Per Partem Speculum
“Is all that we see or seem
But a dream within a dream?”
Poe, “A Dream Within a Dream”
December 15, 2004
Nabokov’s works often
investigate the connections between death, language and aesthetics. He cares
little for issues of “moral” import and his stories are as consequence sometimes seen as immoral. His concern, however, was never for the sensibilities of the public, but their sensualities. This paper will investigate some of the implications of both Plato’s and Paul’s views on reflections. We will then trace some of the major critical work on “Lance,” a story
obsessed with reflections of reality, and gain new insight by integrating the work of Jacques Lacan. I hope to show that when compared to Nabokov’s entire corpus, “Lance” illuminates depths
Nabokov outlines a theory of beauty
linked closely to major themes throughout western philosophy. For him art is
that Otherworld of “aesthetic bliss,” most clearly stated in his “On a Book Entitled Lolita:”
for me a work
of fiction exists only insofar as it affords me what I shall bluntly call aesthetic bliss, that is a sense of being somehow
somewhere, connected with other states of being where art (curiosity, tenderness, kindness, ecstasy) is the norm. (Lolita
has been defined variously throughout literature and entails more than the mere “supernatural” or “hereafter.” It is the bright light of Plato’s “idea of good” which “appears
last of all, and is seen only with an effort” (269), the mystery revealed in Saint Paul’s speculum.
Reflections on Nabokov or Vice-Versa
is obsessed with the idea that things are not what they appear to be, for therein lies true irony and therefore aesthetic
bliss. He is hardly the first to think that the perceived real is wrong:
human beings living in a underground den, which has a mouth open towards the light and reaching all along the den; here they
have been from their childhood, and have their legs and necks chained so that they cannot move, and can only see before them,
being prevented by the chains from turning round their heads. Above and behind them a fire is blazing at a distance, and between
the fire and the prisoners there is a raised way; and you will see, if you look, a low wall built along the way, like the
screen which marionette players have in front of them, over which they show the puppets. (Plato 265)
prisoners are clept in the shackles of perception. They take the world around
them literally and never experience any kind of transcendent experience. To them—and
us—, “the truth [is] literally nothing but the shadows of the images”
(266). Caged within the cave we take the shadows of language for reality. Finally, “idea of good appears last of all, and is seen only with an effort”
(269). This good, as has already been implied, is none other than Nabokov’s
The image of a mirror or reflecting
surface is another theme carried throughout Nabokov’s works. Cincinnatus
not knowing how
to write, but sensing with my criminal intuition how words are combined, what one must do for a commonplace word to come alive
and to share its neighbor’s sheen, heat, shadow, while reflecting itself in its neighbor and renewing the neighboring
word in the process, so that the whole line is live iridescence. (Invitation
to a Beheading 93)
It is inherent within Cincinnatus’
“gnostical turpitude” to be able to overcome the natural and expose the world around him to the gaze of art. The “live iridescence” of his text is a reflection of the world of aesthetic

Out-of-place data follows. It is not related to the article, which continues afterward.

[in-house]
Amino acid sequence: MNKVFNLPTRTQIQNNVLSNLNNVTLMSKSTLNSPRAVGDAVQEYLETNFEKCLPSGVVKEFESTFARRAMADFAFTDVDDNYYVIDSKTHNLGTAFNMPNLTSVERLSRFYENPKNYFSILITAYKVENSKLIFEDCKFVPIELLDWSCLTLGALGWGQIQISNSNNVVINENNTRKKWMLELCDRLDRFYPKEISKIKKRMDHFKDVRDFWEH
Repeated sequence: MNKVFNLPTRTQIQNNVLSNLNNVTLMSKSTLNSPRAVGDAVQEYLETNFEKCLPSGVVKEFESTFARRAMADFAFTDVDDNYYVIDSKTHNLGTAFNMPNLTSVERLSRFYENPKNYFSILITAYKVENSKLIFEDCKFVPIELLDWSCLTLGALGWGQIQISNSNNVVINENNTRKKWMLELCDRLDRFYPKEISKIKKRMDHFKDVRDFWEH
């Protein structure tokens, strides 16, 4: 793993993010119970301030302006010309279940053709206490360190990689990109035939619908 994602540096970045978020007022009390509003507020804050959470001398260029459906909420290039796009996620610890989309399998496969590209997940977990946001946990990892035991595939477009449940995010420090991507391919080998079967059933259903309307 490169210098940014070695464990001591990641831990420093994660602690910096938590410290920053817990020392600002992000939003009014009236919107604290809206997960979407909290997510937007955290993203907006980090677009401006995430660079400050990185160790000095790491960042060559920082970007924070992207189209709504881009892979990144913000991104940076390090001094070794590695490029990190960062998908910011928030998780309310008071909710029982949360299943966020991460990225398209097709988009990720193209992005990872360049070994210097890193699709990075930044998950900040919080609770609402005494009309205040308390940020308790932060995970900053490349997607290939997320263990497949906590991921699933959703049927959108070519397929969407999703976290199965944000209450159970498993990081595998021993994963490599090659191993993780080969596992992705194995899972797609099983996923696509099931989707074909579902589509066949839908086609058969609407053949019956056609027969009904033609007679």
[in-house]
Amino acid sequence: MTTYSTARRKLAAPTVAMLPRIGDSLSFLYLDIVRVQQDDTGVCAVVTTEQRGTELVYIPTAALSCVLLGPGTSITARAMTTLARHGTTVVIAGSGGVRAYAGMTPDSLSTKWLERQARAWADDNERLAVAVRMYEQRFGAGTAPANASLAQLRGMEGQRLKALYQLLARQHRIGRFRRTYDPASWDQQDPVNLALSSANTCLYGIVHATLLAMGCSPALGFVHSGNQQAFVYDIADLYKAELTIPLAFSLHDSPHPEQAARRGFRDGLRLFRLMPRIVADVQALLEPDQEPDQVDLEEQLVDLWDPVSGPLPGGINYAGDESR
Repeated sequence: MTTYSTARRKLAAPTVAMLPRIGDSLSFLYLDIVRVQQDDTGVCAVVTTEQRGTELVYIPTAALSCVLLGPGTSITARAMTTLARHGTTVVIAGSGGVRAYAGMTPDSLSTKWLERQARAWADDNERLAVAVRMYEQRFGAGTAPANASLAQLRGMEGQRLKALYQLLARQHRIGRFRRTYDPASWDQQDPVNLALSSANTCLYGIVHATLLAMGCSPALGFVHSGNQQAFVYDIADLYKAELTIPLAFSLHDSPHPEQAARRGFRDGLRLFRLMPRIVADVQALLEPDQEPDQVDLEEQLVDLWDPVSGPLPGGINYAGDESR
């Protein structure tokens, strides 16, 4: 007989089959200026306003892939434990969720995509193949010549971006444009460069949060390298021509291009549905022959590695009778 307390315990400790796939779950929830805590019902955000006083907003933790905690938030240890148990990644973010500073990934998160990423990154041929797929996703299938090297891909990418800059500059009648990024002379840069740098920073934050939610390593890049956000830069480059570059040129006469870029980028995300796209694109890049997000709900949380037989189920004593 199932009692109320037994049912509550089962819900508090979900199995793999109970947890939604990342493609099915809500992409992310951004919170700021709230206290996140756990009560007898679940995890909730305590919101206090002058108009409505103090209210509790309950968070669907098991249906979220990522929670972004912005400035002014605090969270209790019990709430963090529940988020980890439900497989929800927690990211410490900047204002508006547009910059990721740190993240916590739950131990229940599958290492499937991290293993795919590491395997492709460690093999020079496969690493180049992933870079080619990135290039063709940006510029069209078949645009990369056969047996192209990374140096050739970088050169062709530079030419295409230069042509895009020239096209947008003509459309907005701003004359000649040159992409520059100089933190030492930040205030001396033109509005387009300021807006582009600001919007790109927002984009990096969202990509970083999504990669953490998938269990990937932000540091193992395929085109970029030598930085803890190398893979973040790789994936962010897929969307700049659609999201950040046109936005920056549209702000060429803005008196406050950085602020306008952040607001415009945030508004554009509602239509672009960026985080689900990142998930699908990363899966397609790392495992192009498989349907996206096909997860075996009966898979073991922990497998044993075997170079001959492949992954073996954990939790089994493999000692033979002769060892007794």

bliss where “shines a mirror that now and again sends a chance reflection here.
Queen, Knave Kurt Dreyer mistakenly traces Aspirin’s etymology through “sperare, speculum, spiegel”
(237). Sperare is Latin for “to hope.” “Speculum” and “Spiegel” mean “mirror” in Latin and German
respectively. To my knowledge the only other place in literature where the Latin
words sperare and speculum occur in such proximity is in the vulgate translation of I Corinthians 13:12-13,
per speculum in enigmate tunc autem facie ad faciem nunc cognosco ex parte tunc autem cognoscam sicut et cognitus sum. Nunc autem manet fides spes caritas tria haec maior autem his est caritas. (Emphasis mine)
a mirror into a mystery” is an excellent adaptation of Plato’s cave allegory.
It also extends the metaphor to a clear depiction of the hereafter. Hope
becomes the modus operandi for Paul’s readers, and for Nabokov’s characters. We are stuck in the present and can merely hope for the future or look at it as though through a mirror,
to which Nabokov likens art. When viewed in this light, we may reflect upon Plato’s
cave allegory as another metaphor of the mirror. The wall is the reflective surface
and the shadows are the images upon the mirror—reflections of reality devoid of substance; art devoid of joy, replete
Lance and Lacan
Nabokov’s short story
“Lance” has received little critical attention. Other than its self-negating
paroxysms against science fiction, critics have rarely even mentioned it. It
traces the interplanetary journey of Emory Lancelot Boke, one of Nabokov’s imaginary descendents, and his parents’
anxiety while he is gone. But this is just the surface. Lance opens up to themes of medieval romance, mountaineering, and space travel, blurring the line between
fiction and reality, life and death all along the way.
majority of criticism on Lance is contained within two articles: Charles Nicol’s “Nabokov and Science Fiction:
‘Lance’” and Yvonne Howell’s “Science and Gnosticism in Lance.” Nicol’s article is a fairly straightforward treatment of the story focusing on the theme of death. He sees Nabokov’s Otherworld (“Lance” 637) as “the land of
the dead,” (Nicol 14) and the “raw wound…gaping hole in my story” (“Lance” 640) as “death
itself” (Nicol 16)—Paul’s hereafter where cognoscamus sicut et cognitus summus. Nicol also manages a sidelong reference
to the “real subject of ‘Lance’…the present” (13). Though
he sees the present as a crucial aspect of the story, Nicol drops it at this point and chooses instead to trace the theme
of death as undiscovered country (or planet), revealing along the way an autobiographical insertion (Dmitiri Nabokov, Vladimir’s
mountain climbing son) as “not just the model for this description, but its intended subject” (13).
follows Nicol’s lead but extends the theme into the “spatial depiction of the discontinuity between the nature
of reality and its representation” (Howell 182)—fancy words for what Plato had described two thousand years prior. She notices Nabokov’s “interchangeability of time and space,” (Howell
184) in his describing the planet as “separated from the earth by only as many miles as there are years between last
Friday and the rise of the Himalayas,” (“Lance” 632) but fails to regard Nabokov’s same ambivalence
in describing Lance as “several light-years older by now” (638)—a light-year is the distance which
light travels in a year. Throughout the paper Howell gives nodding glances at